The importance of green building

Across the world, more developers are waking up to the significant benefits of green building. This is a big deal, as the construction sector has rarely been renowned for its green fingers. Indeed, it’s been estimated that the globe’s buildings are responsible for as many as 60 per cent of greenhouse gas emissions. However, as more of us begin to understand the effects of climate change, the construction industry is finally starting to adapt its practices.

What is a green building?

A green building generally refers to any building that has been constructed using environmentally practices and materials and reduces (or eliminates) its negative environmental impact in use by using less energy and resources. Trends such as prefabrication, building information modelling and HVAC are all examples of green building methods. In use, meanwhile, utilising solar panels and using low flow toilets are common examples of green building operation.

Buildings and the environment

During the construction of any new building, the materials and the methods used often have a direct effect on the environment. For example, it’s estimated that around 40 per cent of the carbon dioxide emissions generated by the sector are through the production of cement. However, it’s not just the construction of the building itself that will have an impact, it’s also what the building will be used for once it’s finished and how it will be run. It’s ultimately all about education – educating those at every level of business on the short and long-term benefits of using green building materials and operating green policies once construction is completed.

Green benefits

  • Green buildings produce 62 per cent fewer carbon emissions than the average building.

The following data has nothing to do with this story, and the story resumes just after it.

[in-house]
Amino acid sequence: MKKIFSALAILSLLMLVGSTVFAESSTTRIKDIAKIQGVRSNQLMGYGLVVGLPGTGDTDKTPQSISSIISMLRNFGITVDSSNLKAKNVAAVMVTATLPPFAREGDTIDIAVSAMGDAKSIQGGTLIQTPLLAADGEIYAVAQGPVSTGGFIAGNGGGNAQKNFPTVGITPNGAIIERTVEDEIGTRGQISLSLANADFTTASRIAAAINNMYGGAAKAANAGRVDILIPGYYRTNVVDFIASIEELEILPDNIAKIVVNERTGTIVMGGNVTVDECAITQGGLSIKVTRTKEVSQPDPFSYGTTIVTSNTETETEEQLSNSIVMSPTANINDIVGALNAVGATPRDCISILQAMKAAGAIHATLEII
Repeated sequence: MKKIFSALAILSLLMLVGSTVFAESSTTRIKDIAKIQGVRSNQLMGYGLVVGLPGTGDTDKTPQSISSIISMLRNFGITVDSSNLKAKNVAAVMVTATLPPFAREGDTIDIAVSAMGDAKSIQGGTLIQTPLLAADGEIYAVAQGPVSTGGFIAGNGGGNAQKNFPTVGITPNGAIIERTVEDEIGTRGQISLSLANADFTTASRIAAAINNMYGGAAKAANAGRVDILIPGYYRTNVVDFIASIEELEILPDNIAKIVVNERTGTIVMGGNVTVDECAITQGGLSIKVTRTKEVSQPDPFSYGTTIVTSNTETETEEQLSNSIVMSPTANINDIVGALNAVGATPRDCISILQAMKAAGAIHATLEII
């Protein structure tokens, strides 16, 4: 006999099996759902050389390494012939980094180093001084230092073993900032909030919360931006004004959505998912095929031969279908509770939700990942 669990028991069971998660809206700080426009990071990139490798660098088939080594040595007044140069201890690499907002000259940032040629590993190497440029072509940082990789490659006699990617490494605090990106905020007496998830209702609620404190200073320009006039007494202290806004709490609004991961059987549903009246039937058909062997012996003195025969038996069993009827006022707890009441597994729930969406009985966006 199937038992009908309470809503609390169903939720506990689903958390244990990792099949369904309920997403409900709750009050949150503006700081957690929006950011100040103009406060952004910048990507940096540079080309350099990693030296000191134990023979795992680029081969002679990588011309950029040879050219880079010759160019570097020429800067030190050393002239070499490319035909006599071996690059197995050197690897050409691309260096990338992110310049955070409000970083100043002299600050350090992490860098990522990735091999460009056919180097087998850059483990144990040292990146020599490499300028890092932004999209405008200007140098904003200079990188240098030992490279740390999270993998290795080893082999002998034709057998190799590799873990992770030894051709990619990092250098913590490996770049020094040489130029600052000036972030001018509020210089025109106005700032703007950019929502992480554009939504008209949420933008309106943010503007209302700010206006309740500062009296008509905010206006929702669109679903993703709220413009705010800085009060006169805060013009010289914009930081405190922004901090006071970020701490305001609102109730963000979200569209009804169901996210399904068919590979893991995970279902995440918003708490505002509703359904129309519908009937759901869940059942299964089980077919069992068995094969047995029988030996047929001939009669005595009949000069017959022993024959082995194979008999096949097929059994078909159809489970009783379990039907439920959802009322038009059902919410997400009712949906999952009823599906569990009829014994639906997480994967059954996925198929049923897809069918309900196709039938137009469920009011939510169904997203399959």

• Energy and water savings made by green buildings are often staggering, with energy savings of up to 50 per cent and water savings of up to 30 per cent. Green buildings in the US have also been proven to consumer 25 per cent less energy and 11 per cent less water than their non-green counterparts.
  • At a global level, it’s estimated that an investment in green building initiatives could save as much as  €410 billion in energy spending.
  • Green buildings are around seven per cent more valuable in terms of resale value.
  • Workers in green offices that are well-ventilated record a 101 per cent increase in cognitive scores.

Green spaces

One small way to make any building greener is to make sure there are dedicated green spaces. Adding a small garden area to an otherwise completely grey office building, for example, will not only offset the carbon footprint of that building at least a small amount, but will give employees a space to reflect and relax and could go a long way towards improving their performance. Note that this does mean the office might need to employ a gardener, but you could go the other way and turn looking after the garden into a group bonding exercise? Gardening tools from SGS Engineering are affordable and easy-to-use and could be distributed amongst employees on a rota basis.